They never heard back, Grier said.
“We will be worried about cases every day,” she continued. “As we travel around the city, you can see that people still see it so lackadaisical and are not wearing their masks or doing their distancing.”
“Generally, [Charlotte residents are] not taking it seriously,” Grier told The Daily Beast. “That’s what we’re seeing overall.”
Despite the seeming lack of interest from the church, the health department will continue to provide free drive-thru tests this week near the church’s property in an attempt to curb the local outbreak and to more quickly identify subsequent infections, it said in a statement.
Washington told reporters that the department asked the church to stop holding events altogether, but that it has received no response from leaders about whether they will heed that request. Even so, Washington said he has been in daily contact with the church’s head pastor.
On Wednesday, the state health department released new data about North Carolina’s cases over the course of the pandemic, breaking down which facilities have been tied to the most infections. In recent weeks, according to the report, clusters from social gatherings, including “parties, family gatherings, weddings, funerals” have increased, as they have in other parts of the country.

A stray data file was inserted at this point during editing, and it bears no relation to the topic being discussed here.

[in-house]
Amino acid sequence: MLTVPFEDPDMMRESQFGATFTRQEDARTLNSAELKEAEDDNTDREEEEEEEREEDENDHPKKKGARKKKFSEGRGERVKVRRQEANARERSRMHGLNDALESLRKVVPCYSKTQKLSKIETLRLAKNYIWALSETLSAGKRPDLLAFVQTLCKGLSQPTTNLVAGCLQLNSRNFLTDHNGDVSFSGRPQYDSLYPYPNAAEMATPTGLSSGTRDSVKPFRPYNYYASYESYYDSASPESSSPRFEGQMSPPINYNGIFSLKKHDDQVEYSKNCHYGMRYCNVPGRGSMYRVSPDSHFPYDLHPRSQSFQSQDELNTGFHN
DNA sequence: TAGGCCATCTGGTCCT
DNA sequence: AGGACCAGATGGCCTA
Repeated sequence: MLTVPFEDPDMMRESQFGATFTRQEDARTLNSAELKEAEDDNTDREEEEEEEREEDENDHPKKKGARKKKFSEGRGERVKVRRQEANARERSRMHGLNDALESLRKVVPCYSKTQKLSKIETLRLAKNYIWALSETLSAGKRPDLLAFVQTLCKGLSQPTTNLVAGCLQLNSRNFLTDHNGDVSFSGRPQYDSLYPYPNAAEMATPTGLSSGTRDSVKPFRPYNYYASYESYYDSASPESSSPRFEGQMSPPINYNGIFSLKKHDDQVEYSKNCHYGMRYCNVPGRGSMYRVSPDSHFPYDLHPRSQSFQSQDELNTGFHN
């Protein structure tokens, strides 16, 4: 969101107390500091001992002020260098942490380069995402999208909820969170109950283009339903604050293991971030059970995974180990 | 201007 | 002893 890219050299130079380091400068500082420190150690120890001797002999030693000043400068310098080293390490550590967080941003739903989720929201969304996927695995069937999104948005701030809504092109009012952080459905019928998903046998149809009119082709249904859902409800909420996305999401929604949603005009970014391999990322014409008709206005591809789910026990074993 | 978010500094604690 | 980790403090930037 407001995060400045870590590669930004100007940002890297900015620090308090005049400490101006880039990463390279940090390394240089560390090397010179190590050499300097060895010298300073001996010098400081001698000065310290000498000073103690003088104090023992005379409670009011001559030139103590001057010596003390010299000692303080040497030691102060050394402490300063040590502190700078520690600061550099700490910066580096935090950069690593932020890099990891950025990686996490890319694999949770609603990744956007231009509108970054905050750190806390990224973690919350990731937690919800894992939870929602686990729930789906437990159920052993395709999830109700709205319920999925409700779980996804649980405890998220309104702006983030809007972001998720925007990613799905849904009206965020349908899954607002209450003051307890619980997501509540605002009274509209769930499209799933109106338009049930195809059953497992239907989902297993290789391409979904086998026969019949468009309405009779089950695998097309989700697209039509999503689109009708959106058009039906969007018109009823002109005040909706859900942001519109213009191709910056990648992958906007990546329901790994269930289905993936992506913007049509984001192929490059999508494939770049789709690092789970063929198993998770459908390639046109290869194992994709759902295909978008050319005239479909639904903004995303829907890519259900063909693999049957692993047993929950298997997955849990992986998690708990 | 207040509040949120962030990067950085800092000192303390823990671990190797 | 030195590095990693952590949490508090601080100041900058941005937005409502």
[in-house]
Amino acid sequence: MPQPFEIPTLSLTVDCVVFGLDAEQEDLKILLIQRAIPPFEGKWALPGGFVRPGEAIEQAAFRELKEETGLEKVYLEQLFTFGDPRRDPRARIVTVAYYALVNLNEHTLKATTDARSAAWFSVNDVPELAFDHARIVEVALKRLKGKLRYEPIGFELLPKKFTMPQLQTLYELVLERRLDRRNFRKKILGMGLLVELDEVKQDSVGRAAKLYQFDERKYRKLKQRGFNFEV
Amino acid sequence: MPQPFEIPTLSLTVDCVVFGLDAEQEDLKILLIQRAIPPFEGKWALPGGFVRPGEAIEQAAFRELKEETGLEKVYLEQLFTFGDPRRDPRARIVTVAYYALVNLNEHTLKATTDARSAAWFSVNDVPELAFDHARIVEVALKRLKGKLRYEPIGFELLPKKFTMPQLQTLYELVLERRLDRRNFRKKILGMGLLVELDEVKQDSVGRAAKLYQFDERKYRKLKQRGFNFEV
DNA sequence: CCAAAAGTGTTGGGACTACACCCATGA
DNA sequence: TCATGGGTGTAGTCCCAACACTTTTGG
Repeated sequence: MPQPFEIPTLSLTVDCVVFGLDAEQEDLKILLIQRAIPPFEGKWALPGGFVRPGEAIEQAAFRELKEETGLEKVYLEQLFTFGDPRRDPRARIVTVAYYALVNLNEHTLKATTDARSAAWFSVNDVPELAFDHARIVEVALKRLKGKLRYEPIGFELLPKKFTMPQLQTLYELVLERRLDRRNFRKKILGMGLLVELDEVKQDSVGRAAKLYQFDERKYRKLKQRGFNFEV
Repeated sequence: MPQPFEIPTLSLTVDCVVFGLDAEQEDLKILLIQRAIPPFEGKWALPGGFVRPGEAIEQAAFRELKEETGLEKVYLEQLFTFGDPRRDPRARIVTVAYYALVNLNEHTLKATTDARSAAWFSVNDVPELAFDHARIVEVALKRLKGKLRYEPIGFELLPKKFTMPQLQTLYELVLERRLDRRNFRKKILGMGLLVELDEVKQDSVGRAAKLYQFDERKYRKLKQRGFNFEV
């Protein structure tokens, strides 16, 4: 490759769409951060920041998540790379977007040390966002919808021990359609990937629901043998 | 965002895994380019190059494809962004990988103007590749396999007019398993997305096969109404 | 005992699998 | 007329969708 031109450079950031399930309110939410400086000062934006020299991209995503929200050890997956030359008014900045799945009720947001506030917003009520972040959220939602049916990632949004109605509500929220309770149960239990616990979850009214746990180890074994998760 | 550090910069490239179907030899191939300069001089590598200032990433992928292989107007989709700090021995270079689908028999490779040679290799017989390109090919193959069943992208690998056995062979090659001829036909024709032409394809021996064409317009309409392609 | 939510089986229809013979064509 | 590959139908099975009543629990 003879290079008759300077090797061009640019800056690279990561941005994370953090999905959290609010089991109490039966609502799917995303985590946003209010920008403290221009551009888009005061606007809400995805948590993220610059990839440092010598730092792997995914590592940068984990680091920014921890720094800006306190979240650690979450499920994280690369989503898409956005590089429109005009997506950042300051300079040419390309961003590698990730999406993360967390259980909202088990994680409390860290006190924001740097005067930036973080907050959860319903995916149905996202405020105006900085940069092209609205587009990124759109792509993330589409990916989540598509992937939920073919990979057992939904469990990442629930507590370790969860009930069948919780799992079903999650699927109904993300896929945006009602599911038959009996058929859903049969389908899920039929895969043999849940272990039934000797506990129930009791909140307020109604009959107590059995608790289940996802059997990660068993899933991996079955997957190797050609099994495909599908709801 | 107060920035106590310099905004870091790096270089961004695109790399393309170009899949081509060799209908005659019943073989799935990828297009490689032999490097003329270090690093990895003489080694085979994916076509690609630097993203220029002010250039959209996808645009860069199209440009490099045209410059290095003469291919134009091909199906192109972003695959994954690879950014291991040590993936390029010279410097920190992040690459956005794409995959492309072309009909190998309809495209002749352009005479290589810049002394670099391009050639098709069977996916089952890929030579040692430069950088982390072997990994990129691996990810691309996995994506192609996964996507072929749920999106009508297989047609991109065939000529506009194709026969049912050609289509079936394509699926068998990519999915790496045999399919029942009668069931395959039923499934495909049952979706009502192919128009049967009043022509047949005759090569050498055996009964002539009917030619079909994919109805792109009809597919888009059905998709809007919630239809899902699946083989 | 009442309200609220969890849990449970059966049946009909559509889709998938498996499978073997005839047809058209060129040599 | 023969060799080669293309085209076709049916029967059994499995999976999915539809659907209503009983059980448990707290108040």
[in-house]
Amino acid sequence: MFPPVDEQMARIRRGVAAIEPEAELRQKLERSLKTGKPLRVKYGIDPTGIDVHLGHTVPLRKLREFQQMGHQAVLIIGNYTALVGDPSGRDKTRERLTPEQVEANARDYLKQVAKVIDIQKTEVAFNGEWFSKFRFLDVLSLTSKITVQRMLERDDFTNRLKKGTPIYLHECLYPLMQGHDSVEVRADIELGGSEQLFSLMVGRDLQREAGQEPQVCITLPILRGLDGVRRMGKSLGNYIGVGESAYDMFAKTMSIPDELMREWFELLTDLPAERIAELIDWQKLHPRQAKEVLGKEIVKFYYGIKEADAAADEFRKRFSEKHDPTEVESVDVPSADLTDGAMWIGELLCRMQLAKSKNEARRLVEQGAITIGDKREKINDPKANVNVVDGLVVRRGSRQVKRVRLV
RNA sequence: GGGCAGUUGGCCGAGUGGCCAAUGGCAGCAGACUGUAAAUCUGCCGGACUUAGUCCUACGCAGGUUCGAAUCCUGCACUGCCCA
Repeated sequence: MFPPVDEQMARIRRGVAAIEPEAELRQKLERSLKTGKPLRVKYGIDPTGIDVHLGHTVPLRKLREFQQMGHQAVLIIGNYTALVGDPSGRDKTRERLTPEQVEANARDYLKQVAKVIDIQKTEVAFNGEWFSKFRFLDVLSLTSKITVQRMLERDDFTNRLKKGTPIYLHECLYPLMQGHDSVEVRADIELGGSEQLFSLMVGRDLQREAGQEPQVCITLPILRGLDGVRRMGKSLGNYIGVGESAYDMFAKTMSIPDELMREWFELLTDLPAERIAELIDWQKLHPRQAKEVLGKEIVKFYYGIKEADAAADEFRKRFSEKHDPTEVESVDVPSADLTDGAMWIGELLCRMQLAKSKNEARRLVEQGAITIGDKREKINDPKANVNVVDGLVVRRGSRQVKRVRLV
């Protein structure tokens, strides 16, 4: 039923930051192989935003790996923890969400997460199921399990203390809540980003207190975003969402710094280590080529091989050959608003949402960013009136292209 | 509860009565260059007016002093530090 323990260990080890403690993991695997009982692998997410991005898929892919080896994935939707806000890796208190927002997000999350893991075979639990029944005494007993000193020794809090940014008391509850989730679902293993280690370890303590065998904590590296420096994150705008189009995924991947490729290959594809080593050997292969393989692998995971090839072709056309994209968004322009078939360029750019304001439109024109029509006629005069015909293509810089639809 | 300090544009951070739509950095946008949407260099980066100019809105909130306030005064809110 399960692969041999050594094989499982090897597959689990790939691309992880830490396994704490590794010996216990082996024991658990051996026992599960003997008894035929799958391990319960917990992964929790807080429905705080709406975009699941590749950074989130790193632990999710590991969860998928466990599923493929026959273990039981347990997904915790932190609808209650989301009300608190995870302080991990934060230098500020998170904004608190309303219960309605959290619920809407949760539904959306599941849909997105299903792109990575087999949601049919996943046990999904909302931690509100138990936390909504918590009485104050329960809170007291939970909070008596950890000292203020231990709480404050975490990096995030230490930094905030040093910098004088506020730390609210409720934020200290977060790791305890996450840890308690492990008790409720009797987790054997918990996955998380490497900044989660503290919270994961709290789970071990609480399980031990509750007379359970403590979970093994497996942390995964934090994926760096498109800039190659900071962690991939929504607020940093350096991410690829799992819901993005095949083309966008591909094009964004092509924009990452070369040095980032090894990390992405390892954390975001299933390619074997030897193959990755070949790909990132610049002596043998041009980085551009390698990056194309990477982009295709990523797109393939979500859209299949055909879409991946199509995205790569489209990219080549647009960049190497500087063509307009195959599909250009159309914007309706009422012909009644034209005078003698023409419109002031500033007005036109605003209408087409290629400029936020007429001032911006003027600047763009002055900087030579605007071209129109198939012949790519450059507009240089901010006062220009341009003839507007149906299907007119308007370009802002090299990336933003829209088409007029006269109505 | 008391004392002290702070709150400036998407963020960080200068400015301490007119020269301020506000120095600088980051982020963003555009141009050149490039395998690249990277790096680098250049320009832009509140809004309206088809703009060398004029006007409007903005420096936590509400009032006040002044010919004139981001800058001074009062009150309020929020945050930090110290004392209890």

But the data also showed that the number of cases associated with clusters in religious gatherings increased in September, while cases associated with college and university settings peaked in late August. The earlier facilities that produced clusters, like meat and poultry processing plants, have decreased their case counts steadily since early May.
The report found that there had been 168 clusters at colleges and universities in North Carolina, resulting in a total of 1,902 infections and zero deaths. Religious gatherings, meanwhile, resulted in 76 clusters, 1,040 cases, and 13 deaths in the state.
But, health experts said, pandemic fatigue—or zest for individual liberty—is no excuse for contributing to a fresh coronavirus wave nationwide.
“Trying to prevent the deaths of our community members should not be a political issue,” said Viviana Martínez-Bianchi, an associate professor at Duke University’s department of Family Medicine and Community Health. “We’re all tired. The community is tired, health-care workers are tired, we’re all tired of wearing a mask. But I’m not ready to say, ‘Let’s give up on this and allow more people to die.’”